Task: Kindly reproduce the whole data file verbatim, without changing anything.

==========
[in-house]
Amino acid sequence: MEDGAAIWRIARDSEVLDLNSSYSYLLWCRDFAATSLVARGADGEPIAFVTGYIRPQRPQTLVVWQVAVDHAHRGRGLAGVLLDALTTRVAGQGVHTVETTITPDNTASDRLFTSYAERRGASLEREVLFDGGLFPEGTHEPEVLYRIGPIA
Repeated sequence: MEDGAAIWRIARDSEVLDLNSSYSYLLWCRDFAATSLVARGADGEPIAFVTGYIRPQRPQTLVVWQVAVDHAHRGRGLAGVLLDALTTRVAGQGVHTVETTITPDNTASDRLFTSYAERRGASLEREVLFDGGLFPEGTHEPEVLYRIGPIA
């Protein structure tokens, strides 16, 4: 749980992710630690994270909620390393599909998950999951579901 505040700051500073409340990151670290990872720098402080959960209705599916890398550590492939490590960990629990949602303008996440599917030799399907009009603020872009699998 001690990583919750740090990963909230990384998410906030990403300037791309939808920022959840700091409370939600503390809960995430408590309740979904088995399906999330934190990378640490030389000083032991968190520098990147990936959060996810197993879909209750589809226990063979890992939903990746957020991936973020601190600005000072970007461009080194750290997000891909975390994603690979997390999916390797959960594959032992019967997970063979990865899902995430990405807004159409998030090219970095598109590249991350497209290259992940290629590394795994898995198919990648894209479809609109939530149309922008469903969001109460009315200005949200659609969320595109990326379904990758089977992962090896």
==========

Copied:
[in-house]
Amino acid sequence: MEDGAAIWRIARDSEVLDLNSSYSYLLWCRDFAATSLVARGADGEPIAFVTGYIRPQRPQTLVVWQVAVDHAHRGRGLAGVLLDALTTRVAGQGVHTVETTITPDNTASDRLFTSYAERRGASLEREVLFDGGLFPEGTHEPEVLYRIGPIA
Repeated sequence: MEDGAAIWRIARDSEVLDLNSSYSYLLWCRDFAATSLVARGADGEPIAFVTGYIRPQRPQTLVVWQVAVDHAHRGRGLAGVLLDALTTRVAGQGVHTVETTITPDNTASDRLFTSYAERRGASLEREVLFDGGLFPEGTHEPEVLYRIGPIA
């Protein structure tokens, strides 16, 4: 749980992710630690994270909620390393599909998950999951579901 505040700051500073409340990151670290990872720098402080959960209705599916890398550590492939490590960990629990949602303008996440599917030799399907009009603020872009699998 001690990583919750740090990963909230990384998410906030990403300037791309939808920022959840700091409370939600503390809960995430408590309740979904088995399906999330934190990378640490030389000083032991968190520098990147990936959060996810197993879909209750589809226990063979890992939903990746957020991936973020601190600005000072970007461009080194750290997000891909975390994603690979997390999916390797959960594959032992019967997970063979990865899902995430990405807004159409998030090219970095598109590249991350497209290259992940290629590394795994898995198919990648894209479809609109939530149309922008469903969001109460009315200005949200659609969320595109990326379904990758089977992962090896």